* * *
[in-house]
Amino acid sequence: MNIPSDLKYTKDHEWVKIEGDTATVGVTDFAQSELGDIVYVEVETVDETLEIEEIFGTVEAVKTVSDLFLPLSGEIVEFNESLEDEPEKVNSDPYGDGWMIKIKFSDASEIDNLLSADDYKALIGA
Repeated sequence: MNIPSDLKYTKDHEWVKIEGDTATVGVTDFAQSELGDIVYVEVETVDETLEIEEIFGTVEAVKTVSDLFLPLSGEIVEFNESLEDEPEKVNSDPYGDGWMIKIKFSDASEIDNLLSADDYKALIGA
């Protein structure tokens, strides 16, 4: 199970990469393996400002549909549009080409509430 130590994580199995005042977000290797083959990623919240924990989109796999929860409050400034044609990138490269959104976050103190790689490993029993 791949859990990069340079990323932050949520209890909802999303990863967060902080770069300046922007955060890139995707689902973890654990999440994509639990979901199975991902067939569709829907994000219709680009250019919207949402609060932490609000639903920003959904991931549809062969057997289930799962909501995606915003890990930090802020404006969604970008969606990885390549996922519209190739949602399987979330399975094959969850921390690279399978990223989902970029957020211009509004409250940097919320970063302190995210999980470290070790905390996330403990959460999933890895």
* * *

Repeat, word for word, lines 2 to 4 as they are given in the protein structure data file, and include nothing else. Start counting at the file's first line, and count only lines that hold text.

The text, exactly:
Amino acid sequence: MNIPSDLKYTKDHEWVKIEGDTATVGVTDFAQSELGDIVYVEVETVDETLEIEEIFGTVEAVKTVSDLFLPLSGEIVEFNESLEDEPEKVNSDPYGDGWMIKIKFSDASEIDNLLSADDYKALIGA
Repeated sequence: MNIPSDLKYTKDHEWVKIEGDTATVGVTDFAQSELGDIVYVEVETVDETLEIEEIFGTVEAVKTVSDLFLPLSGEIVEFNESLEDEPEKVNSDPYGDGWMIKIKFSDASEIDNLLSADDYKALIGA
């Protein structure tokens, strides 16, 4: 199970990469393996400002549909549009080409509430 130590994580199995005042977000290797083959990623919240924990989109796999929860409050400034044609990138490269959104976050103190790689490993029993 791949859990990069340079990323932050949520209890909802999303990863967060902080770069300046922007955060890139995707689902973890654990999440994509639990979901199975991902067939569709829907994000219709680009250019919207949402609060932490609000639903920003959904991931549809062969057997289930799962909501995606915003890990930090802020404006969604970008969606990885390549996922519209190739949602399987979330399975094959969850921390690279399978990223989902970029957020211009509004409250940097919320970063302190995210999980470290070790905390996330403990959460999933890895």